On Monday, November 6th, Singapore-based semiconductor designer Broadcom (NASDAQ:AVGO) announced that it had offered a proposal to acquire San Diego, CA-based semiconductor rival Qualcomm (NASDAQ:QCOM). The deal values Qualcomm at about $130 billion and Broadcom would pay $70 per share; stockholders would receive $60 in cash and $10 in Broadcom shares in the deal. That $70 per share price was higher than Qualcomm’s per share price on November 6th, when it popped above $65 per share early in the day before declining towards $62 by midday trading. According to Broadcom’s press release on the news, its proposal represents a 28 percent premium over the closing price of Qualcomm stock on Thursday, November 2nd.

Gene Quinn of IPWatchdog, named as one of the World’s Leading IP Strategists by IAM

IPWatchdog is pleased to announce that IPWatchdog Founder, Gene Quinn, has been named to the 2017 IAM Strategy 300, which recognizes The World’s Leading IP Strategists. The award honors industry professionals who are changing the ways in which intellectual property is protected and managed, raising the bar on the practice of patent, trade secret, trademark and copyright law, and leading innovation in the field. The minimum requirement for inclusion in the guide is three nominations from outside the individual’s own organization, with nominees being thoroughly reviewed and vetted by an IAM committee.

Industry Reaction to SCOTUS First Amendment Decision in Matal v. Tam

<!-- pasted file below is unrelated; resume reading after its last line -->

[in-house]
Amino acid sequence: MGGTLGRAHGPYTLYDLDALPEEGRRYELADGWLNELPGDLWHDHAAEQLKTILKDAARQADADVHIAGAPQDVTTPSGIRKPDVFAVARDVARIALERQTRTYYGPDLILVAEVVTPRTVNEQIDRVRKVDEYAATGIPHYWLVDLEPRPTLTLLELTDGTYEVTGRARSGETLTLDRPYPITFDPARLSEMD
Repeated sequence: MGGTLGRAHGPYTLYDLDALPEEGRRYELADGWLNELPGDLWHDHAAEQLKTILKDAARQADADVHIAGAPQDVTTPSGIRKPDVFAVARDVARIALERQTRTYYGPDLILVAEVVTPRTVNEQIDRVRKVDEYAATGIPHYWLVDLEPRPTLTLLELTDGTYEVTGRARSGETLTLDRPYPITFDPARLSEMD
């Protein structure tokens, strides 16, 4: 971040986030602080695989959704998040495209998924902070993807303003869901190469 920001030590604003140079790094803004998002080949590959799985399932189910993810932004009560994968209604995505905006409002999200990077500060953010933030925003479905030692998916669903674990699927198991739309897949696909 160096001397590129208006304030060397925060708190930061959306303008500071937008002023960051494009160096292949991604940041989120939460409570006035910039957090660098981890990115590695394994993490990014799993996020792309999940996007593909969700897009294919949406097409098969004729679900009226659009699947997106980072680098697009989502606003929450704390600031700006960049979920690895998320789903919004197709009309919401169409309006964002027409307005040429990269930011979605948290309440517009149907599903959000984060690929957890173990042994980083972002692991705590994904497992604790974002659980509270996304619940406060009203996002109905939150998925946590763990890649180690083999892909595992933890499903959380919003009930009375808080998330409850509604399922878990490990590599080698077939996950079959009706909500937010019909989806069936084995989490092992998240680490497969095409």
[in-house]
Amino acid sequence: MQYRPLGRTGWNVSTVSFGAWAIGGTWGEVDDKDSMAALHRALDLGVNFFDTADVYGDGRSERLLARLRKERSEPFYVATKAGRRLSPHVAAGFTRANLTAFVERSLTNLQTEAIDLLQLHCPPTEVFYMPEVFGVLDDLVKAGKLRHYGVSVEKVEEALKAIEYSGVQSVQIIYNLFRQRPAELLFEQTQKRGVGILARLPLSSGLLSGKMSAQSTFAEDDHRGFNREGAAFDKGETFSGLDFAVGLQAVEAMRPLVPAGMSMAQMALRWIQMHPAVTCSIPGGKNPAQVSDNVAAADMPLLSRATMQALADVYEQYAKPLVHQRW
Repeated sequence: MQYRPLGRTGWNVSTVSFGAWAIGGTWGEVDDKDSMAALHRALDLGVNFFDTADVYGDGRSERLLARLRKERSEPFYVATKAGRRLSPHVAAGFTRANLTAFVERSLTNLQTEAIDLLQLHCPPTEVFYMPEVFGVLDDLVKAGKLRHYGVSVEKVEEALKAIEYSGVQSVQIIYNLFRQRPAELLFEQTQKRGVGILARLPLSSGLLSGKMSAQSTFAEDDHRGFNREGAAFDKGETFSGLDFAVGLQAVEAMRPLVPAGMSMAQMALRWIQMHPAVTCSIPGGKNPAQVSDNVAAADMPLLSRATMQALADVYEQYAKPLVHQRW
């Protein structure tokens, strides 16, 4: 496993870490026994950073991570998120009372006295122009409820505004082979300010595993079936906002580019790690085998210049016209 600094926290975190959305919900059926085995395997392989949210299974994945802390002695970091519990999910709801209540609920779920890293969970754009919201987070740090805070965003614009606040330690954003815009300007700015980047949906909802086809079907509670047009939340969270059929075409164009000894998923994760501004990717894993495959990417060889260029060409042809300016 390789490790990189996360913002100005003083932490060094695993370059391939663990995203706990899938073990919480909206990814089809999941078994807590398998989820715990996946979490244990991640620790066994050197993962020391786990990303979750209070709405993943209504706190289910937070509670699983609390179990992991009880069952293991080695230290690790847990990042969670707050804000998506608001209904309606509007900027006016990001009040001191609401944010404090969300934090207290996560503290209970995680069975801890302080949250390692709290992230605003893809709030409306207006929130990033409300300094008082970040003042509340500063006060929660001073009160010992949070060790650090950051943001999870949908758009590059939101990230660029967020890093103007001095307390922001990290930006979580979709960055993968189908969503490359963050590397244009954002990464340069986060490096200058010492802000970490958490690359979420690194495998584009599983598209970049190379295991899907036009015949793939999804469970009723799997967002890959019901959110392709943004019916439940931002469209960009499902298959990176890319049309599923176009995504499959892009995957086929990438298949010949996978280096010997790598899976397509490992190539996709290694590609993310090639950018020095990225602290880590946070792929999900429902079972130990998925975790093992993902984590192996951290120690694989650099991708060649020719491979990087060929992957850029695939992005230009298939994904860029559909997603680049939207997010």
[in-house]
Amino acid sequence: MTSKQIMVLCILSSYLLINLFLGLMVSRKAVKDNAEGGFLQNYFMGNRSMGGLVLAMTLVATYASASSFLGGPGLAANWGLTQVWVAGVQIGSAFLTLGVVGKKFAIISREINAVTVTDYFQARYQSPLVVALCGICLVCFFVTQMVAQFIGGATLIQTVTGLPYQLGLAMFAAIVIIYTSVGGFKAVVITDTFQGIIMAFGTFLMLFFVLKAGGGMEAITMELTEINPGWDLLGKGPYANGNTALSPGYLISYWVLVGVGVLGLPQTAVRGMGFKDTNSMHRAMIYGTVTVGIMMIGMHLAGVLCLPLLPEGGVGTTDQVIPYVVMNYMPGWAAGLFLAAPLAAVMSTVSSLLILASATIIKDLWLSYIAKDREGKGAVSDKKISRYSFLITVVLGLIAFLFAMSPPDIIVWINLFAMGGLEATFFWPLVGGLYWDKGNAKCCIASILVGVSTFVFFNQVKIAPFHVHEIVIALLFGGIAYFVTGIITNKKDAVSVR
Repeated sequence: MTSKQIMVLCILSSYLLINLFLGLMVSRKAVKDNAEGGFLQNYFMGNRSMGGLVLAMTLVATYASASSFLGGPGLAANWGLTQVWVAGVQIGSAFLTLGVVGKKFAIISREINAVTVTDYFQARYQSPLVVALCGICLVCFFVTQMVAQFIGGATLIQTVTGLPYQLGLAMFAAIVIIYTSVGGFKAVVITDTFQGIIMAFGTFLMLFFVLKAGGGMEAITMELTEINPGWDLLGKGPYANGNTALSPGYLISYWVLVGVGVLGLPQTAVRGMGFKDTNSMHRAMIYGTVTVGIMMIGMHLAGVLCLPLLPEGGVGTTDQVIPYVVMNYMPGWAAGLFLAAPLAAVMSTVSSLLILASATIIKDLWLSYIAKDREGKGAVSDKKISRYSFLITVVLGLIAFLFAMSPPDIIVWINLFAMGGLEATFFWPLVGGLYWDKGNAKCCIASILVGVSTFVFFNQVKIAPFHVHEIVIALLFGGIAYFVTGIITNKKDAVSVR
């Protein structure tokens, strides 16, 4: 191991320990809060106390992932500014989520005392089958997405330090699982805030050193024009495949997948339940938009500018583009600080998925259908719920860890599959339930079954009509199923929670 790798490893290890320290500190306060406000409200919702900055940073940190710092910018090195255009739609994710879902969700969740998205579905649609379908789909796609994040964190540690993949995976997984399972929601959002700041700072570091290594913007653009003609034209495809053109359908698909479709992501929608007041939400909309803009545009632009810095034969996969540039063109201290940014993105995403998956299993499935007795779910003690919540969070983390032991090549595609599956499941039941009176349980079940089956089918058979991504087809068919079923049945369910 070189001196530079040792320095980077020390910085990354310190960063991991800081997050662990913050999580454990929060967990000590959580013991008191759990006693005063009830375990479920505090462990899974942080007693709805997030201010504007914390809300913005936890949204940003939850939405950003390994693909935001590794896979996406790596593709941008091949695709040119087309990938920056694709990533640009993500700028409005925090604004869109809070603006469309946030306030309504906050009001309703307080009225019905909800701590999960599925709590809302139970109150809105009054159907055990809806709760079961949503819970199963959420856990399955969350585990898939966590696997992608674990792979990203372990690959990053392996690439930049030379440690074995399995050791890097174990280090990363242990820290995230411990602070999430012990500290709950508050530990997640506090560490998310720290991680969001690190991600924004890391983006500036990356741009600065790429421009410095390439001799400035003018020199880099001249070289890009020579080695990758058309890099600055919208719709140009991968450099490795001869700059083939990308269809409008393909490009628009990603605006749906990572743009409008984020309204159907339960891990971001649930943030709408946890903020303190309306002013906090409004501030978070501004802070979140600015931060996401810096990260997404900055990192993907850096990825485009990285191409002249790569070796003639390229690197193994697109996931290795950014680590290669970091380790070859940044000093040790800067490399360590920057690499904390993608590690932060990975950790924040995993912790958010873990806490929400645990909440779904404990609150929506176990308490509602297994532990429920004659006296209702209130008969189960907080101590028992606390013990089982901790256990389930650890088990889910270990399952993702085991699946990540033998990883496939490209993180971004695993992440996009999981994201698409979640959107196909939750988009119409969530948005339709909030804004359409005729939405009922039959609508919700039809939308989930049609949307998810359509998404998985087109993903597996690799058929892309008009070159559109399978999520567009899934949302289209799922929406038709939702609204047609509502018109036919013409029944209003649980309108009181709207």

Lauren Emerson, Baker Botts, LLP: “Today’s decision, while not surprising, is momentous, as any decision striking a longstanding legislative provision based on freedom of speech would be.  From a trademark practitioner’s perspective, Matal v. Tam is also remarkable in that it is the second decision in just over two years in which the Supreme Court specifically has taken note of the importance and value of trademark registration.   The decision has drawn additional attention as it undoubtedly marks the end of Pro-Football, Inc. (“PFI”)’s longstanding battle over its REDSKINS marks, as 2(a) will no longer bar registration of those marks either.   I have little doubt that in the weeks and months to come, we will see many new filings that will be more challenging to celebrate than Simon Tam’s hard-won victory.”

Emergy Labs Wins LES Foundation’s 2016-2017 International Business Plan Competition Grand Prize

The LES Foundation International Business Plan Competition, now in its 13th year, focuses uniquely on the intellectual property (IP) aspects of business strategy. For the first 11 years, the Competition was open only to Graduate Students, but as of 18 months ago, it was opened to any start-up company, including reorganizations, with less than $200,000 of equity investment funding over its history. And the 2016-2017 International Business Plan Competition Winners are…

The Most Notable, and Sometimes Creepy, Restaurant Mascots, Characters and Personalities

Over the years, more and more companies have begun using Mascots (Characters and Personalities), some of which are real people, in addition to logos and company names to identify their brands. And given that there are so many different kinds of companies using Mascots, Characters, and Personalities, I’ve decided it would be fun to do a series on Brand Mascots that have become very popular and well known over the years starting with some of the best and ending with some of the creepiest (in my opinion) restaurant Mascots… One of my favorite Brand Mascots, not to mention highly clever campaigns of all time, is that of the Chick-fil-A Eat Mor Chikin®” Holstein Cows.

Increasing Number of Women Patent Holders Can Spur U.S. Innovation, Grow the Economy